A Look At The Opposition: Can Spurs Push Real Madrid All the Way?

By on March 21, 2011

Despite facing a fierce battle to secure Champions League football via the league on the domestic front, Tottenham Hotspur’s blockbuster tie with Real Madrid will come as Spurs’s biggest examination under Harry Redknapp. The club from north London qualified for the last 16 after topping a group containing Werder Bremen, FC Twente, and current holders Inter Milan, and beat favoured AC Milan 1-0 over two legs to book their spot in the quarter-finals, and during the process they put in a host of impressive performances, notably a 3-1 victory over Inter at White Hart Lane, and 3-0 demolitions of both Twente and Werder. Gareth Bale also hit a hat trick in Milan, but Inter still held out to win 4-3. AC Milan, currently top of the heap in Serie A, were thought to prove too tough a test for Spurs, but a Peter Crouch goal in the first leg proved to be enough, despite Milan having the better of Spurs for much of the 180 minutes.

But Jose Mourinho and Real Madrid will prove the sternest test Redknapp and co have faced all season, without a doubt. Iker Casillas is the best goalkeeper in the world, and a back line containing the always assured Ricardo Carvalho and Pepe in the middle, with Sergio Ramos and Marcelo patrolling the flanks, will indeed be tough to break down.

However, the most fearsome aspect of Los Blancos is undoubtedly their acumen in going forward, and it is a group which could have Huerelho Gomes in cold sweats in the nights leading up to the match. Sami Khedira protects the back four extremely well, leaving fellow defensive midfielder Xabi Alonso to lie deep and pick out passes to start the attack, with the freedom to push up and over-extend the defence.

Mesut Ozil already has a goal and five assists in just 6 Champions League matches, and the German has been in fantastic form since joining Real in August from Werder Bremen, scoring 5 goals and notching 10 assists in the league. Angel Di Maria has proved to be another smart buy for Mourinho, with the Argentine contributing 6 league goals and 11 assists, accompanied with 2 goals and 2 assists in the Champions League.

Up front, Karim Benzema has been hot as of late, after there was much speculation over his future due to a string of poor performances earlier in the season, and the former Lyon striker has scored 9 in Real’s last 7 matches in all competitions. Of course, there is no way of understating Cristiano Ronaldo’s importance to the team; the immensely talented winger has scored more goals than the number of appearances he has made for Real in La Liga this year (27 in 26 matches), and has also been a focal point in Europe.

The match-up of Gareth Bale on the same side as Ronaldo is surely one that will be entertaining. To control the Portugese wonder, Benoit Assou-Ekotto will have to be on his best form defensively, meaning he will probably venture past the half-way line very little. Bale’s individual skill from his recent time as a left back will likely be put to the test, with the task of shutting down Ronaldo’s dangerous runs in midfield before he can find space and get near the box.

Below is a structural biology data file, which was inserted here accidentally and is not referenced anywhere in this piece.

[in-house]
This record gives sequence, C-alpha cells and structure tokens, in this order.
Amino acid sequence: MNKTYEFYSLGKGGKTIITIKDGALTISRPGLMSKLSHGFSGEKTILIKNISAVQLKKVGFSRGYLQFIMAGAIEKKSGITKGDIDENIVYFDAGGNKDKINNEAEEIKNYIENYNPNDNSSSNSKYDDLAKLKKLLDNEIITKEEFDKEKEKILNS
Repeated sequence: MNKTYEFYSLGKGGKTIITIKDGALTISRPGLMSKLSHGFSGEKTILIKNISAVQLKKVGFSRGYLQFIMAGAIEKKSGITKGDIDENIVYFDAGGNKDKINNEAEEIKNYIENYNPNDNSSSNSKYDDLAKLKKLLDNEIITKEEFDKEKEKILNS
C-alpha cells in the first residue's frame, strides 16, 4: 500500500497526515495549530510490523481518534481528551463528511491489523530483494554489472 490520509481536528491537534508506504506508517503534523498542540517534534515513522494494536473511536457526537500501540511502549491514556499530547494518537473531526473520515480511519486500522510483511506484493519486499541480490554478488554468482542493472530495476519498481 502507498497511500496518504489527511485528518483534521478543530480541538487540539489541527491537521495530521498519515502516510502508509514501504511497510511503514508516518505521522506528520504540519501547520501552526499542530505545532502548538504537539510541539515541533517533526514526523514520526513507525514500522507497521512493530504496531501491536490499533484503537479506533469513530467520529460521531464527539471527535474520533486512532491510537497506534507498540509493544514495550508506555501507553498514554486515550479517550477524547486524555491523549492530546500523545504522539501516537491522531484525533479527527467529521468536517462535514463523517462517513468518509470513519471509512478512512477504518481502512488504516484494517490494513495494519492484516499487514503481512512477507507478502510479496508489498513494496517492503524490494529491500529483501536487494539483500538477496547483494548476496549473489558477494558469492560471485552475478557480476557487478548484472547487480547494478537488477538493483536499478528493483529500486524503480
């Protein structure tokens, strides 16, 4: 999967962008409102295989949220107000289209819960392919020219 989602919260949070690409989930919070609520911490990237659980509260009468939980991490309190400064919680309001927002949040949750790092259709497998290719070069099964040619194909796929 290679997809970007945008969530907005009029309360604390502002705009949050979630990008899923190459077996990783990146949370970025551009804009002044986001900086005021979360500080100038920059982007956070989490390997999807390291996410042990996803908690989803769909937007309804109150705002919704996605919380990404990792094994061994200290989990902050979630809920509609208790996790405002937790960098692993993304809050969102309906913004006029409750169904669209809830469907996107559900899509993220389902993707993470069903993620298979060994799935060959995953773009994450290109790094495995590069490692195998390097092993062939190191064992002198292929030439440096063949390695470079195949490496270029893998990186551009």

Sandro was immense in the last 16 tie, and the Brazilian midfielder will again be called on to stomp out potential opportunities. Tom Huddlestone or Wilson Palacios could partner him in the first leg, as giving up a goal at the Bernabeu could be fatal to Redknapp’s hopes of progressing. Aaron Lennon will have to make the most of any possession he gets, and the pacy winger will be targeting Marcelo on the counter in hopes of the Brazilian over-committing. Luka Modric is a maestro in midfield, and the Croatian has been linked with Europe’s top clubs, and could arguably make Mourinho’s first eleven, but he will have to fight to win the ball in midfield and put in a tough shift. Rafael Van Der Vaart struggled to establish himself while in the Spanish capital, but a last-minute deadline day move to White Hart Lane has seen the Dutch international in scintillating form for Spurs, often the main man involved when goals are scored. He will certainly be keen to get revenge on the club that discarded him.

Whether Redknapp will go with Peter Crouch of Jermaine Defoe, who has recently returned from injury, remains to be seen. Peter Crouch has been frustrating at times, but his aerial presence and hold-up play should give Van Der Vaart space to work off of, and he will also be a big threat at set pieces. Defoe has struggled with injuries and suspensions this campaign, but he finally got off the mark in the Premier League in his side’s 3-3 draw with Wolves, bagging a brace. He may find himself coming off the bench, and could be unleashed in the second leg if Spurs go on the attack.

Real Madrid have a firepower and depth unlike nothing Spurs have come across, and while they remain in contention in La Liga, Mourinho would love nothing more than to lift the trophy twice in two years, and become the first manager to win the competition with three different clubs. Their English opposition have shown amazing fight and spirit to get this far already, and will certainly not lie down. If Real Madrid are able to control play from the outset and impose their will on Spurs, the goals could be quick and plentiful, with Ronaldo’s searing pace the main component of the regular clinics they dish out in La Liga. Spurs cannot allow them to dictate play, and will likely have to grow into the game and keep possession of the ball.

As we have seen, if they can keep it competitive going into the second leg, anything can happen in football, and though I expect Real Madrid to progress into the last four, I do think it will be only barely.

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